was detected by routine ultrasonography at an outlying
hospital. Although neuroblastoma was suspected, adrenal
bleeding could not be excluded. Normal values of urine
catecholamines (VMA was 12 pglmg creatinine and HVA
was 22 pglmg creatinine), LDH (272 U/L), and ferritin
(172 pg/L) led to a delay of intervention. NSE was not
determined. Weekly ultrasound examinations showed the
tumor unchanged for the next 3 weeks. At the age of 4
weeks, however, liver metastases had developed and the
urine catecholamines (VMA was 98 pg/mg creatinine and
HVA was 314 pg/mg creatinine), NSE (258 pg/L), LDH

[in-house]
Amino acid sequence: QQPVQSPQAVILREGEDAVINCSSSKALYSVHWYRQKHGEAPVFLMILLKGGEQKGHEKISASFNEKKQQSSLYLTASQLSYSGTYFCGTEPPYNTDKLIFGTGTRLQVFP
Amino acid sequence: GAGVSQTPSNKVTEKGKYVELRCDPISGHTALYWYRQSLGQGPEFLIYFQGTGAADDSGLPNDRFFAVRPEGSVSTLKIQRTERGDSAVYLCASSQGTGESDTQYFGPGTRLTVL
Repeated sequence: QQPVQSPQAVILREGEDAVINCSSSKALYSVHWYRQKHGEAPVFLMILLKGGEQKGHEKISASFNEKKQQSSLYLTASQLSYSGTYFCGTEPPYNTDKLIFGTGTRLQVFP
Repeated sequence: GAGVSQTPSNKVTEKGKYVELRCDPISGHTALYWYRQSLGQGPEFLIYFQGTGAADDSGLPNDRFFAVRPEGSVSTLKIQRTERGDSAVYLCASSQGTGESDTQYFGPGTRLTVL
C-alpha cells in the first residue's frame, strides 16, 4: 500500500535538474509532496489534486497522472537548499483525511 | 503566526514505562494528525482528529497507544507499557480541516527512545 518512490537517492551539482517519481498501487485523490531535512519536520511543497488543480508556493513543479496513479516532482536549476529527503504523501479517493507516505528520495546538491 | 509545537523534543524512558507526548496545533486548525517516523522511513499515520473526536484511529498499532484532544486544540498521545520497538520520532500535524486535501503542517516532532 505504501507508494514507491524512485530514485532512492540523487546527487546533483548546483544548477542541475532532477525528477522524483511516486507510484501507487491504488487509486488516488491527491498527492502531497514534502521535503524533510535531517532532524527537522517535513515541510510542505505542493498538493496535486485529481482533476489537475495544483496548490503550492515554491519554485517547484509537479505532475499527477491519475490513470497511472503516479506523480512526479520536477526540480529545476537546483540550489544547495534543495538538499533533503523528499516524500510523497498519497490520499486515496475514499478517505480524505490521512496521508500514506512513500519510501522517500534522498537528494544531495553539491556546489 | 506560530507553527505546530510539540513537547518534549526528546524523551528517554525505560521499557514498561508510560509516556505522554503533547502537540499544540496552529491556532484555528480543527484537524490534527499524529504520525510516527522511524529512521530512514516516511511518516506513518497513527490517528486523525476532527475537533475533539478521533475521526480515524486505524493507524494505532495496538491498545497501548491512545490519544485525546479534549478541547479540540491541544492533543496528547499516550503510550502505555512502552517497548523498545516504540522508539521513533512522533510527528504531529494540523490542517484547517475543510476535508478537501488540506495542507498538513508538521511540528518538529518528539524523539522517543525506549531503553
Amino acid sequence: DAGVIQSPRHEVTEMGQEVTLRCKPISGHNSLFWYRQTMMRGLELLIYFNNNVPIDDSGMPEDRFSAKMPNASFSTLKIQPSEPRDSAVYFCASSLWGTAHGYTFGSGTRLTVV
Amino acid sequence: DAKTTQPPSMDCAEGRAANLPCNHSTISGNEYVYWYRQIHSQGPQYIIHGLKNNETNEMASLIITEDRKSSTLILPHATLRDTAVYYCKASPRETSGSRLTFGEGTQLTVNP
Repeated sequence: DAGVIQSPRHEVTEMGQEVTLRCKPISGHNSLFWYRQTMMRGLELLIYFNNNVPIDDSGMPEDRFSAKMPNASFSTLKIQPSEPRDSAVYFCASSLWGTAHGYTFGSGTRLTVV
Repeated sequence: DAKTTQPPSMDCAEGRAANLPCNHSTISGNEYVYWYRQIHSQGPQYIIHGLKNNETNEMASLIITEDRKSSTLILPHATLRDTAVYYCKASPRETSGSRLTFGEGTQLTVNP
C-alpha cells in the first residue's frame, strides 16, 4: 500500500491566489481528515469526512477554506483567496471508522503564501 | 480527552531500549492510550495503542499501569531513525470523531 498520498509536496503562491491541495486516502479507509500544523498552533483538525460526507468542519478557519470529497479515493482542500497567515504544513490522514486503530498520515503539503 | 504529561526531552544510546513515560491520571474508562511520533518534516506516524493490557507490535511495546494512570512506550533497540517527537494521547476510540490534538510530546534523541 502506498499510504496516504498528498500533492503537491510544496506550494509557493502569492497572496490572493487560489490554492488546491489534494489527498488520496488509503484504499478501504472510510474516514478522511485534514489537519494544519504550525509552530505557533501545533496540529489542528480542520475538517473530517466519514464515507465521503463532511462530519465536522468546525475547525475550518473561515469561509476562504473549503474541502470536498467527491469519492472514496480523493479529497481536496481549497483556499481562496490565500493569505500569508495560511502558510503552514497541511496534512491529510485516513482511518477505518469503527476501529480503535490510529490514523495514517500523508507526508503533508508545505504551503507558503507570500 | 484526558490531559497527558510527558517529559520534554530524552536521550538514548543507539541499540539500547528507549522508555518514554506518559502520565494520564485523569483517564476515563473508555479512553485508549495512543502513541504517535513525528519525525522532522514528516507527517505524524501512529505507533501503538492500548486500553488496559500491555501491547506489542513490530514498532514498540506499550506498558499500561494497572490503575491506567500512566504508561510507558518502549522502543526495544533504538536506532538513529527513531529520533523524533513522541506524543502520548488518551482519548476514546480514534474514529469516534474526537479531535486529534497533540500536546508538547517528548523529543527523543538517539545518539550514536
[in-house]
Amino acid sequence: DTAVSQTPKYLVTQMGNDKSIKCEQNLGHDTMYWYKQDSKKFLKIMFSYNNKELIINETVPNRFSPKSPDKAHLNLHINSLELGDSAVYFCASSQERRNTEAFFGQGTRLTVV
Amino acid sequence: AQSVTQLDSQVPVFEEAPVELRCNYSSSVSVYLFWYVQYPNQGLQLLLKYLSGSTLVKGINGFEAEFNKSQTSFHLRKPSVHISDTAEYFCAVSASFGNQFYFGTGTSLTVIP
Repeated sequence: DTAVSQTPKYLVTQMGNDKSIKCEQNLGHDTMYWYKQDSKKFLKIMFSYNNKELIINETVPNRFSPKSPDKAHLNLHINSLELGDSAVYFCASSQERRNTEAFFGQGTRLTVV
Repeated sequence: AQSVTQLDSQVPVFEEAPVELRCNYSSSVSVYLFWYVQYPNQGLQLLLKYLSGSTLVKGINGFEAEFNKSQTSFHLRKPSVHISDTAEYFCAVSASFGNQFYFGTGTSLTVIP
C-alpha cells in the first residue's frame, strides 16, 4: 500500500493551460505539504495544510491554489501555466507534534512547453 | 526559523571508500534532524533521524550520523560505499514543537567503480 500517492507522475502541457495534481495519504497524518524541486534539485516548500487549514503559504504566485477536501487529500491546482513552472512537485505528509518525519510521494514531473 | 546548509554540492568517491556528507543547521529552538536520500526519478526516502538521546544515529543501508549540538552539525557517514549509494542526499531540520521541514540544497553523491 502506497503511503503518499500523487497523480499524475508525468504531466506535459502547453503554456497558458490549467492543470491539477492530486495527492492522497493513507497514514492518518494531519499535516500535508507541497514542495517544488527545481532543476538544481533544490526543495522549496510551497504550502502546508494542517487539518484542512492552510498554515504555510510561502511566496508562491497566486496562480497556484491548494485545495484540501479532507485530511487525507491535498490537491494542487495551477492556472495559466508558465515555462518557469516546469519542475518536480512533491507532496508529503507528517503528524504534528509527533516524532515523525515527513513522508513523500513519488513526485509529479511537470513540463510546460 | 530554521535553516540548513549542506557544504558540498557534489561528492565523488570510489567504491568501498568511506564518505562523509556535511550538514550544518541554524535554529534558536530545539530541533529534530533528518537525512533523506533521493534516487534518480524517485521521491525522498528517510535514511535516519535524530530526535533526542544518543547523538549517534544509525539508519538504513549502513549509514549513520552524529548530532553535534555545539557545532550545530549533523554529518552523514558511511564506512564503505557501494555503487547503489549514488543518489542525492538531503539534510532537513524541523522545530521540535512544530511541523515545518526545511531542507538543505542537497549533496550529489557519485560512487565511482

(858 U/L), and ferritin (1058 pg/L) were extremely elevated. The patient was admitted to our hospital for further
Thorough examination of the patient showed that
the previously described tumor of the right adrenal gland
remained unchanged, but multiple liver metastases were
present. Bone marrow samples from four aspirates and
four biopsies were free of tumor cells, and technetium
99m-diphosphonate and '"J-meta-iodobenzylguanidine
scintigraphy revealed no further metastatic sites.
Due to these findings, the tumor was classified as Stage
IV-s (4s).A short course of chemotherapy (3x vincristine,
1x cyclophosphamide, and 2x doxorubicin) was administered because extreme hepatomegaly was causing mechanical problems and respiratory compromise. Because the liver
infiltration showed good regression and the urine catecholamines returned to almost normal values (Fig. 4), chemo-